Dr. Kniep joined MTR as a Senior Research Engineer in May 2010, just after receiving his Ph.D. in Chemical Engineering from Arizona State University (ASU). His dissertation involved a systematic study of dense inorganic membranes for use in catalyzed membrane reactors; other studies at ASU focused on improving the chemical and mechanical stability of inorganic membranes for use in membrane reactors. While at ASU, he was awarded an NSF grant for six months of graduate study at the Norwegian Institute of Technology (SINTEF), working on a dual phase membrane for CO2 separation. Prior degrees include an MSE from ASU (2009) and a BSE from Kansas State University (2003), both in Chemical Engineering. Dr. Kniep’s engineering experience began at the Archer Daniels Midland Company (ADM), where he worked for two years (2003-2005) as a Production Assistant at ADM’s Soybean Processing Plant in Fremont, NE. Since joining MTR, he has been involved primarily with two types of projects: design of new plate-and-frame modules, and development of advanced composite membranes and related membrane processes for hydrogen production from water gas shift reactors. He is co-author on eight peer-reviewed publications, mainly in the areas of ceramic and other inorganic membranes.
Dr. White recently joined MTR (September 2010), as Principal Research Chemist for the Membranes and Materials Development Group. He is currently leading the membrane development and optimization activities for a major MTR project on post-combustion CO2 capture. Steve came to MTR with twenty-five years of industrial experience in a broad array of membrane research and production activities. Prior to joining MTR, Steve worked with UOP LLC (Des Plaines, IL), as Senior Principal Scientist in membrane aspects of gas processing (2009-2010); W.R. Grace & Co. (Columbia, MD), as Senior Principal Scientist for Grace Davison Membranes (1989-2009); and Allied – Signal Engineered Materials Research Center (Des Plaines, IL), as Senior Research Chemist in the Chemicals and Process Technology Group (1984-1989). Dr. White received his Ph.D. in organic chemistry in 1985 from Cornell University (Ithaca, New York), where he studied with Professor Lawrence Que. Prior degrees include an M.S. in Chemistry from Cornell in 1982 and a B.S. in Chemistry from Clarkson University (Potsdam, New York) in 1979. His work on membrane technology has been reported through over 30 research papers and patents.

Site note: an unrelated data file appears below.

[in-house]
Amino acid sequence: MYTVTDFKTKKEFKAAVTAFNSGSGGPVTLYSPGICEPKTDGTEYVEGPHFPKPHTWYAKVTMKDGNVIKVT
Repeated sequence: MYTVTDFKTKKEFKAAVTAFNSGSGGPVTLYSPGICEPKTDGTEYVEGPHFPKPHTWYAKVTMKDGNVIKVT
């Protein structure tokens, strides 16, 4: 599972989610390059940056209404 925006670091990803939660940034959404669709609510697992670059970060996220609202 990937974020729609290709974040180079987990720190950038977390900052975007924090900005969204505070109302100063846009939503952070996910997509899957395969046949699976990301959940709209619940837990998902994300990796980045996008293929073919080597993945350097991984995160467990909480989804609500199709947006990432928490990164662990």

Dr. Wijmans is the President of MTR. He joined MTR in 1984, served as Director of Research through 2006, and moved to the President’s position at that time. Under his leadership, the activities in the research group ranged from fundamental membrane research to the design, development and manufacture of membrane separation systems, and formed the basis of MTR’s commercial membrane separations business. Since Dr. Wijmans became President, MTR commercial revenues have more than doubled, product lines have expanded, and R&D activities have remained strong, positioning MTR for continued future growth. In 1996, Dr. Wijmans was awarded a Certificate of Accomplishment by the Department of Energy in recognition of MTR's contribution to the advancement of energy efficiency and pollution prevention technologies. He served as President of the North American Membrane Society in 2003 - 2004 and was a member of the NAMS Board of Directors from 1998 to 2006. He currently serves on the editorial board of the Journal of Membrane Science. Dr. Wijmans frequently gives presentations at national and international conferences on membrane research and membrane system development and has authored or co-authored 29 refereed publications and 8 book chapters. He is a regular contributor to educational workshops and for over ten years was co-presenter of AIChE's Continuing Education Course, "Industrial Separations Using Membranes." He is named as inventor or co-inventor on 37 U.S. patents; ten are pending.